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Student Project: Sierra Leone: The Hip Hop Hub

In our podcast on the discussion of hip-hop in Sierra Leone, we have come to the conclusion that hip-hop historically raises consciousness in its audience. Today, we see artists moving away from conscious rap to mote mainstream music in exchange for compensation. This migration away from the more conscious side of hip-hop is a representation of duality. In the case of Sierra Leone, Daddy Saj represents conscious rap while K-Man represents the hip-hop pop fusion. For the purpose of balance one can conclude that both sides of this hip-hop equation are necessary.

https://www.youtube.com/watch?v=fXjwCPkebo0

https://www.youtube.com/watch?v=R2Iu2GIKdMA

https://www.youtube.com/watch?v=9jOqOlETcRU

https://www.youtube.com/watch?v=QnrbCNz2XcM

https://www.youtube.com/watch?v=BS2cuB414R4


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Student Project: Hip-Hop artists use of protest and combat songs to challenge censorship in Africa

Too often people perceive the genre of hip-hop to be “angry” music. Across all cultures, Hip-Hop music is negatively stigmatized as loud, vulgar, and explicit, without any acknowledgement of its deep messages. People fail to realize that these songs are meant to serve as cries for help. It is essential for listeners to see past the intense voice behind the mike and recognize the place of frustration that the lyrics are coming from.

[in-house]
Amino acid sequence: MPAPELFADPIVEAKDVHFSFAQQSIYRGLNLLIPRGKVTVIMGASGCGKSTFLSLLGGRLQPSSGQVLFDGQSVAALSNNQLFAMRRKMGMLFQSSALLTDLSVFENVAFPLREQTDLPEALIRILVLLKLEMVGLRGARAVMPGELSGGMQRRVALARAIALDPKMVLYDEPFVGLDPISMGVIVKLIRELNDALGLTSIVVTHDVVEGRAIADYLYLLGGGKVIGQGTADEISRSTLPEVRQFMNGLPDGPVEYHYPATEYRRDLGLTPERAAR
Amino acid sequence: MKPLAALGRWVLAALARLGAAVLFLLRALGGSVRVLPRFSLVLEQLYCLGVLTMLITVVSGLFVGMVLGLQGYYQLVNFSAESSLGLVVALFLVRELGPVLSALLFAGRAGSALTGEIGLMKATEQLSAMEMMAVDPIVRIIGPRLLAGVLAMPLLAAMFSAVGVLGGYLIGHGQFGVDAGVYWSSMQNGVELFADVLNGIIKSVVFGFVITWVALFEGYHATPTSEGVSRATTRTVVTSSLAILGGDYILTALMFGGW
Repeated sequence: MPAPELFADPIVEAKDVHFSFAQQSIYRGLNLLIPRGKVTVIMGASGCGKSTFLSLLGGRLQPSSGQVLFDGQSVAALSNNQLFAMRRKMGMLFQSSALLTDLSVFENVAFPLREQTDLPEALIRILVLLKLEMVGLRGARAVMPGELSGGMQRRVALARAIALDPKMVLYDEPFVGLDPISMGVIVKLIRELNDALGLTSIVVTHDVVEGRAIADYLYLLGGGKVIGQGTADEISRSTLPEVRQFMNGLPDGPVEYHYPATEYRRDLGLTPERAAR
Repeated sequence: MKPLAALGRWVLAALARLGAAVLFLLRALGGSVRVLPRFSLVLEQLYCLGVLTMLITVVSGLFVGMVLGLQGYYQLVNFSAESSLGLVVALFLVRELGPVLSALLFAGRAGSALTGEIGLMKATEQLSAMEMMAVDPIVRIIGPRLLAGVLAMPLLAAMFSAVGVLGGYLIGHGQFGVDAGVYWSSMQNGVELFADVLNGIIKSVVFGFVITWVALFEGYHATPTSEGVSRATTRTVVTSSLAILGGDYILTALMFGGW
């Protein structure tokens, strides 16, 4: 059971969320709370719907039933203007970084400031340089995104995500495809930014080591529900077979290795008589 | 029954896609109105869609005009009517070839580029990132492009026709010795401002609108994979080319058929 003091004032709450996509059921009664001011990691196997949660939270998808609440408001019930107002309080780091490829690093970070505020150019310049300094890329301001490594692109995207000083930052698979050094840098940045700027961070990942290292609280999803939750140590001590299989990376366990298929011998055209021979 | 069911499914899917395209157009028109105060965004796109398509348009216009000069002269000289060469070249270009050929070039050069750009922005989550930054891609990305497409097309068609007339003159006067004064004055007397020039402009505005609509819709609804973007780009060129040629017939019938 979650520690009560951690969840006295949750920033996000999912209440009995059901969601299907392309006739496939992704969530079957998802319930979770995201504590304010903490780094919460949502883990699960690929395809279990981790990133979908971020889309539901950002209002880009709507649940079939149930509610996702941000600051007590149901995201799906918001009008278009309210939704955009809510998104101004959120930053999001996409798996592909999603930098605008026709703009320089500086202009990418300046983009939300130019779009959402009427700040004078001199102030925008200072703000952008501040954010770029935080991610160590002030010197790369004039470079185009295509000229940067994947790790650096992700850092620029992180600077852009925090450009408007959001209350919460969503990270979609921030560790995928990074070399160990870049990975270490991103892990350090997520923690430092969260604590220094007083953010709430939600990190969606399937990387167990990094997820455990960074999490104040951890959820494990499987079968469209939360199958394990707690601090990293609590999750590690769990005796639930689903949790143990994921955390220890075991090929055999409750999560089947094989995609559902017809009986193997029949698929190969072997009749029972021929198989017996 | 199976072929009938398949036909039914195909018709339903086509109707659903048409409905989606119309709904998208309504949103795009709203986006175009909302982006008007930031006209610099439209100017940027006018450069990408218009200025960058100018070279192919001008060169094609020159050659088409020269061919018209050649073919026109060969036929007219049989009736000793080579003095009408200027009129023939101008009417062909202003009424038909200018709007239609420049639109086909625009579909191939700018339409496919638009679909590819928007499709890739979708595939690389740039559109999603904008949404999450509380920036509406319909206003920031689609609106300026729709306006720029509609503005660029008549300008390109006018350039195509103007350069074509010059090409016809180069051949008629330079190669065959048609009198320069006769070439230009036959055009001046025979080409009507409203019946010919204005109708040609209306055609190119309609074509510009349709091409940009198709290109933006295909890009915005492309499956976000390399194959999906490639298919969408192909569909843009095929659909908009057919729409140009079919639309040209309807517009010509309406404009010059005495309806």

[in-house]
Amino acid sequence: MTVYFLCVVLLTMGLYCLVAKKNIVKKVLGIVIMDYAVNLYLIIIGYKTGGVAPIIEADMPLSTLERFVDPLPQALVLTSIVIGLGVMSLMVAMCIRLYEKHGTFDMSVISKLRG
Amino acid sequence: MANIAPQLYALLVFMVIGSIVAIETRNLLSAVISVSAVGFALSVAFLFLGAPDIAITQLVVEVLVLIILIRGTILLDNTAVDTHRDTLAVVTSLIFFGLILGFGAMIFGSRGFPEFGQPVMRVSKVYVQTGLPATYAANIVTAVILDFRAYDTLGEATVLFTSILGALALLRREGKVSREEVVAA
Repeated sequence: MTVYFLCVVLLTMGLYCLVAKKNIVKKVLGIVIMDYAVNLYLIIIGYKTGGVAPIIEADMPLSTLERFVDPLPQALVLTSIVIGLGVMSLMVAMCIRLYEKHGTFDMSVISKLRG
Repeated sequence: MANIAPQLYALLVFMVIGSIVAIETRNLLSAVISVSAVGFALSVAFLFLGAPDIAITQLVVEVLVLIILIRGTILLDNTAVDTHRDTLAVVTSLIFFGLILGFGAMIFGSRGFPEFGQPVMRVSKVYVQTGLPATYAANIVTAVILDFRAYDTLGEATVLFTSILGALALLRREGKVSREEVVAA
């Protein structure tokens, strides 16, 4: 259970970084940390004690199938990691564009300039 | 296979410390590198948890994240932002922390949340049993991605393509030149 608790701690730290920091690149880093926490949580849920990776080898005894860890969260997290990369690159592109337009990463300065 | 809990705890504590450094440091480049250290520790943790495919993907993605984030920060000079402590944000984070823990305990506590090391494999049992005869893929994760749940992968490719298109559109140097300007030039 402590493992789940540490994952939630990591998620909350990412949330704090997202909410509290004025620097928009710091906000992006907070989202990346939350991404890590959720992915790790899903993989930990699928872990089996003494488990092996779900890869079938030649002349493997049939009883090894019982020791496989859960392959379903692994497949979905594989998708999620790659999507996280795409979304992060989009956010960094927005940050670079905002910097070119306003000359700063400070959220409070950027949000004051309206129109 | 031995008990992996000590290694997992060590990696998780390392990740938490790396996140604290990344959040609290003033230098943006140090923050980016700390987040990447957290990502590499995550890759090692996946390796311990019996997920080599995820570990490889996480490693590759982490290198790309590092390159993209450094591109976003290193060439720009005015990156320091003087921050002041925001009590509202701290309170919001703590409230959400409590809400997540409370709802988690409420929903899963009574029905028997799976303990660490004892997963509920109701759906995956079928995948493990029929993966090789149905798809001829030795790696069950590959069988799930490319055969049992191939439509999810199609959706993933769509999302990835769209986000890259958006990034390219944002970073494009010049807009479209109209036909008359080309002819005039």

The shared grievances among Africans have made the continent a breeding ground for lyrical outcry. In Africa, Hip-Hop music has served as a form of expression, activism and social consciousness. Artists create protest songs that highlight issues impacting their environments such as State violence, corruption, and poverty. In a similar fashion, some other artists take it a step further by producing combat music which puts fear in the hearts of their oppressors. Although overlooked, the intentional and strategic nature of the Hip-Hop genre, is an area worthy of attention. The podcast will show how Hip-Hop Artists from North Africa, Togo, and Liberia use their voice to deliver raw messages of oppression despite the struggle with government censorship and prosecution. Through the use of protest and combat songs, you will see how artists establish influence and catalyze change in their countries.

Furthermore, the podcast will briefly draw a comparison to Hip-Hop culture in America. The commonalities between the two places will reveal how people, irrespective of region, use the genre to make a call to action, by exposing deeply rooted issues. We hope that this podcast will debunk negative stereotypes surrounding hip-hop and shine a positive light on its lyrical power.

The podcast will feature the following songs: Warning: some songs occasionally contain strong language (which may be unsuitable for children)